The Atlantic League will revert back to a standard 60’6” distance for the pitching rubber and not serve as a test for the Automated Ball-Strike (ABS) system, according to league officials.
MLB will continue testing of the Automated Ball-Strike (ABS) system, sometimes referred to as a robo-ump, in an affiliated league (the Atlantic League is an MLB Partner League), but it’s not clear whether the move of the pitching rubber will continue elsewhere. The Atlantic League served as a testbed of a variety of rule changes for MLB during the course of the 2021 season, as did various MiLB leagues; some of those experiments, such as a larger base, the loss of the DH when a starting pitcher leaves the game, a continuation of automated balls and strikes technology, larger bases and a 15-second time clock will continue. Most of the changes, save the time clock, did not have much of an impact on the game.
“As we enter 2022, we reaffirm to players and fans that ball-strike calls, and the distance of the pitching rubber, will return to accepted norms,” said Atlantic League President Rick White in a press statement. “We retain several past MLB test features, such as 17” bases, extra innings tiebreaker and anti-shift rules, among others. The test rules and equipment are transitional by definition: Some elements remain, others are tweaked, and still others are abandoned. That’s why MLB and the ALPB conduct the tests.”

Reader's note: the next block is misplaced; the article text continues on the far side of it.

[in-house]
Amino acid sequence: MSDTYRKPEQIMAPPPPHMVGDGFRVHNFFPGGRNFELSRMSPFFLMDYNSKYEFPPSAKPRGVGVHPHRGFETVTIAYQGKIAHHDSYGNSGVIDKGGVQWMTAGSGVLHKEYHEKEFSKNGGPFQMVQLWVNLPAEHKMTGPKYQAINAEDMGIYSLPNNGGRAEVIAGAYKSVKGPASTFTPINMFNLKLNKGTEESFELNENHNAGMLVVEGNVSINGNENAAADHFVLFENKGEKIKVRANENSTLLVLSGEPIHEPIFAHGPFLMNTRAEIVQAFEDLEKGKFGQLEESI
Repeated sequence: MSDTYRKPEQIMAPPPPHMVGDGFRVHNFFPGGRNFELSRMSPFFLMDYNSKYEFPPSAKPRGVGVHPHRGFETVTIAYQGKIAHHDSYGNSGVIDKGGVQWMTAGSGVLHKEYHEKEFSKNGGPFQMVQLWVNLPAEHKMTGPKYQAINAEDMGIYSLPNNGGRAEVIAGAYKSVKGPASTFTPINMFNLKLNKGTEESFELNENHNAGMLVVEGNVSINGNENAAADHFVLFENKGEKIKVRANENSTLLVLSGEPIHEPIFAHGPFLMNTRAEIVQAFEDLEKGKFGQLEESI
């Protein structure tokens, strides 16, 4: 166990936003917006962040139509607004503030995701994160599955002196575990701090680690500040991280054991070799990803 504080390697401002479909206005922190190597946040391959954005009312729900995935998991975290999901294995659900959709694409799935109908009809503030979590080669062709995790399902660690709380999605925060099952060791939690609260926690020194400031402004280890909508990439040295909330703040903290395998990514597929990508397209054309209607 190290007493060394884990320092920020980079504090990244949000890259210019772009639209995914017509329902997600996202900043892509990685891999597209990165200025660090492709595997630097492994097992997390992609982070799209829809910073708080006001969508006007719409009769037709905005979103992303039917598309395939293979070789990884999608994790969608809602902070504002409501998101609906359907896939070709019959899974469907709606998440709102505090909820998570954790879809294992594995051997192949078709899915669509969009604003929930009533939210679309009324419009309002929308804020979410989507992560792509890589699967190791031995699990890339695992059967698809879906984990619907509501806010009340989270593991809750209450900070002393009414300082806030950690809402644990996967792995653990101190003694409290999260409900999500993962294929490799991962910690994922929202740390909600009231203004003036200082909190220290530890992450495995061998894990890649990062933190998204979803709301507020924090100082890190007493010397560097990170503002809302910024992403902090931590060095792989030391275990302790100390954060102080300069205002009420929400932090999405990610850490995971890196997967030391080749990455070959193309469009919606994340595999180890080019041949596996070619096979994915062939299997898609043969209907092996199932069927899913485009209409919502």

The Atlantic League and MLB will announce 2022 test rules later this spring. “We are honored to pioneer the future of the game with Major League Baseball,” said White. “We’re proud that many tests today will find their way to the big leagues in the future. We will continue to closely corroborate on tests with MLB.” The experimental playing rule and equipment changes are part of a multi-year agreement between MLB and ALPB.
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